“We call swissnex our base camp. It was really the foundation of it all.”
Jordi Montserrat of Venturelab talks about the value of having swissnex as a base camp for their Venture Leaders program.
For the past 20 years, Jordi Montserrat has been active in the vibrant Swiss high-tech scene, contributing to the development of innovative businesses and stimulating the Swiss start-up ecosystem. In 2004, he co-founded Venturelab, which supports Swiss entrepreneurs and startups on their path to build successful ventures. One of their flagship programs, Venture Leaders, started with a two-week trip organized and hosted by swissnex Boston. The program has expanded globally via the swissnex Network, bringing Swiss entrepreneurs to global business hotspots like Boston, San Francisco, New York, Barcelona, and Shanghai. Jordi tells us how the Venture Leaders program first got started, and how swissnex Boston became the foundation for it all.
swissnex Boston: how did Venture Leaders begin, and how did you begin working with swissnex?
Jordi Montserrat: swissnex originally had a program in 2000 called the New Entrepreneurs in Technology and Science (NETS), which was supported by the Gebert Rüf Foundation. It was basically organized as a contact point as to illustrate the type of value and content that swissnex could bring and could deliver.
I only came in contact with the NETS program because I was actually invited in 2002 to interact with them as an entrepreneur in Switzerland. That’s how I got in contact with swissnex Boston. In the very early years, I think it was a good illustration of this new up and coming concept of science and technology diplomacy. At that time, embassies had started to have science counselors and technology officers but swissnex was still pushing it one step further.
In Switzerland, Venturelab was launched in 2004. We sprung out as a national entrepreneurship training program deployed in Switzerland in a broad-based fashion. There was a big educational aspect in entrepreneurship, but a lot of it was about changing the mindset.
There were a lot of investors and business dimensions, which were brought into these types of programs. The idea was of course to leverage what had been established as a foundation in Switzerland. So that’s how then in 2006 Venture Leaders was born.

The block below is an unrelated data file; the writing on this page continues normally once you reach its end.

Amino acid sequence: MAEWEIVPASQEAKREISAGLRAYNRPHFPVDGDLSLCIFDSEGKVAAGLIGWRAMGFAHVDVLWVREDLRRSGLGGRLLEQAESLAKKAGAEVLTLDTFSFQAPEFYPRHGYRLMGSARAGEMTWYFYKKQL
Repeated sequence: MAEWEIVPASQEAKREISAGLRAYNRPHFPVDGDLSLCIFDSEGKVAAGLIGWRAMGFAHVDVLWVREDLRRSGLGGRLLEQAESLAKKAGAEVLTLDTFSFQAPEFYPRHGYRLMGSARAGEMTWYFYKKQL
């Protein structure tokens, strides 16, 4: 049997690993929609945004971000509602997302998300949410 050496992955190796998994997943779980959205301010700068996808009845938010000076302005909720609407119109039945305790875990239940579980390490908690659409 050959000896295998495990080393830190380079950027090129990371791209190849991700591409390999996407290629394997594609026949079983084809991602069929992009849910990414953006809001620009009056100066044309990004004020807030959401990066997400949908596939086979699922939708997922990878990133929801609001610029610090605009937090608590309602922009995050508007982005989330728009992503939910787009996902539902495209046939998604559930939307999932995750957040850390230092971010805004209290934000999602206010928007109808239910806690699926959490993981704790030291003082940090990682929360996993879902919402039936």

What made Venture Leaders different and innovative?
What was new is that we made it a nationwide competition, creating the “Swiss startup national team”. The Swiss soccer team was participating to the World Cup in the US, and we were there with the Swiss startup team. The goal was to create a very competitive process to select and expose the best participants.
Originally, it kept the foundations from NETS of taking 20 entrepreneurs to the US to strengthen them through an early exposure to an executive education. The main goal of going to the US is of course for startups to gain contacts and exposure to the ecosystem and build the “think big” mindset, because investment was not so strong in Switzerland.
In 2007 we started to launch related programs like Venture Kick and other support mechanisms. I think the key philosophy for us has always been that when you want to have a strong entrepreneurial ecosystem, entrepreneurs lay at the core.
From the chicken to the egg and everything in between, you need entrepreneurs If you don’t have entrepreneurs, you have nothing to finance, there aren’t people transforming and creating value for investors. Investors need entrepreneurs. And that’s a strong ecosystem.
What role did swissnex play in the development of Venture Leaders?
When the program was born, swissnex was the foundation, it was the key partner that really organized the program. The program was originally supported by the Gerbert Rüf Stiftung, and then by the Swiss government through the Swiss Commission for Technology and Innovation (CTI), now Innosuisse.
When that support stopped after a few years, we managed to move to a fully private sponsoring base with a lot of support from swissnex in Boston and China. It wouldn’t have been possible to build such a program without swissnex. The network and individual locations were really crucial in helping us on that front.